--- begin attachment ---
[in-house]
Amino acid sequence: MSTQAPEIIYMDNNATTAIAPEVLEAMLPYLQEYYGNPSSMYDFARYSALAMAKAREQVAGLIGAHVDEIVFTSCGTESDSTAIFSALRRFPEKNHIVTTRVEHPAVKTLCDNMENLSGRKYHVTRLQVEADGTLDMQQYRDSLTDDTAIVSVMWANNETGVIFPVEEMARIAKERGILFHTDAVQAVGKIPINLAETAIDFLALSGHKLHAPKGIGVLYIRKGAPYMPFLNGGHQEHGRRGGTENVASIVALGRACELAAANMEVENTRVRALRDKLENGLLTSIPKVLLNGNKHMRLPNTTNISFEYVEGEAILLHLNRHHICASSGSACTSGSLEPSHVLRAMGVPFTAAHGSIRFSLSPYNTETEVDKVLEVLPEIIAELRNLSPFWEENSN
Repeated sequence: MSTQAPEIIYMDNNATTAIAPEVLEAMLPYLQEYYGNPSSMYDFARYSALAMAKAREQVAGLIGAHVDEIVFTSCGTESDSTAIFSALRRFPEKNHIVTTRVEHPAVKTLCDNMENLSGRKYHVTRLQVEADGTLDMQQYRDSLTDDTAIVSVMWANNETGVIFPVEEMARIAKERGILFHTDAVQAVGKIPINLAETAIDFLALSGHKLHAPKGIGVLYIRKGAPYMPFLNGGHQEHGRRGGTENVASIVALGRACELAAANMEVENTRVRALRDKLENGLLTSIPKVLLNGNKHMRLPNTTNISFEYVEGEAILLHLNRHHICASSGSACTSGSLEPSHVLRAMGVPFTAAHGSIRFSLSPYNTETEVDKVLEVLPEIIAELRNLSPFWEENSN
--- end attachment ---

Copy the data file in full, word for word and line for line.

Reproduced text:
[in-house]
Amino acid sequence: MSTQAPEIIYMDNNATTAIAPEVLEAMLPYLQEYYGNPSSMYDFARYSALAMAKAREQVAGLIGAHVDEIVFTSCGTESDSTAIFSALRRFPEKNHIVTTRVEHPAVKTLCDNMENLSGRKYHVTRLQVEADGTLDMQQYRDSLTDDTAIVSVMWANNETGVIFPVEEMARIAKERGILFHTDAVQAVGKIPINLAETAIDFLALSGHKLHAPKGIGVLYIRKGAPYMPFLNGGHQEHGRRGGTENVASIVALGRACELAAANMEVENTRVRALRDKLENGLLTSIPKVLLNGNKHMRLPNTTNISFEYVEGEAILLHLNRHHICASSGSACTSGSLEPSHVLRAMGVPFTAAHGSIRFSLSPYNTETEVDKVLEVLPEIIAELRNLSPFWEENSN
Repeated sequence: MSTQAPEIIYMDNNATTAIAPEVLEAMLPYLQEYYGNPSSMYDFARYSALAMAKAREQVAGLIGAHVDEIVFTSCGTESDSTAIFSALRRFPEKNHIVTTRVEHPAVKTLCDNMENLSGRKYHVTRLQVEADGTLDMQQYRDSLTDDTAIVSVMWANNETGVIFPVEEMARIAKERGILFHTDAVQAVGKIPINLAETAIDFLALSGHKLHAPKGIGVLYIRKGAPYMPFLNGGHQEHGRRGGTENVASIVALGRACELAAANMEVENTRVRALRDKLENGLLTSIPKVLLNGNKHMRLPNTTNISFEYVEGEAILLHLNRHHICASSGSACTSGSLEPSHVLRAMGVPFTAAHGSIRFSLSPYNTETEVDKVLEVLPEIIAELRNLSPFWEENSN